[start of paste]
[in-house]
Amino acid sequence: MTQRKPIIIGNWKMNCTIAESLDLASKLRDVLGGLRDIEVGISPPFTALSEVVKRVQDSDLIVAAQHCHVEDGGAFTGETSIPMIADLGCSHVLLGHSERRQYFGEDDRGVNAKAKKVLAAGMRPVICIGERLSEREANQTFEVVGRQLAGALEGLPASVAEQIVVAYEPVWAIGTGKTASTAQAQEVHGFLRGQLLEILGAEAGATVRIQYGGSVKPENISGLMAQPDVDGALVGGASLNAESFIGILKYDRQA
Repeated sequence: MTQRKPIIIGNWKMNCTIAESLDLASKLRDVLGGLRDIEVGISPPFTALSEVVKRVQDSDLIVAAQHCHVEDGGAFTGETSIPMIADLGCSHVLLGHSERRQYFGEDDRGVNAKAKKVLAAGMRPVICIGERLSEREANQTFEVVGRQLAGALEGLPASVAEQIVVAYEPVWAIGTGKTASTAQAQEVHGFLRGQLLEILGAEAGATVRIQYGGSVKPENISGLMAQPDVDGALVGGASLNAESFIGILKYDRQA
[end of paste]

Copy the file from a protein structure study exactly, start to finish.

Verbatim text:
[in-house]
Amino acid sequence: MTQRKPIIIGNWKMNCTIAESLDLASKLRDVLGGLRDIEVGISPPFTALSEVVKRVQDSDLIVAAQHCHVEDGGAFTGETSIPMIADLGCSHVLLGHSERRQYFGEDDRGVNAKAKKVLAAGMRPVICIGERLSEREANQTFEVVGRQLAGALEGLPASVAEQIVVAYEPVWAIGTGKTASTAQAQEVHGFLRGQLLEILGAEAGATVRIQYGGSVKPENISGLMAQPDVDGALVGGASLNAESFIGILKYDRQA
Repeated sequence: MTQRKPIIIGNWKMNCTIAESLDLASKLRDVLGGLRDIEVGISPPFTALSEVVKRVQDSDLIVAAQHCHVEDGGAFTGETSIPMIADLGCSHVLLGHSERRQYFGEDDRGVNAKAKKVLAAGMRPVICIGERLSEREANQTFEVVGRQLAGALEGLPASVAEQIVVAYEPVWAIGTGKTASTAQAQEVHGFLRGQLLEILGAEAGATVRIQYGGSVKPENISGLMAQPDVDGALVGGASLNAESFIGILKYDRQA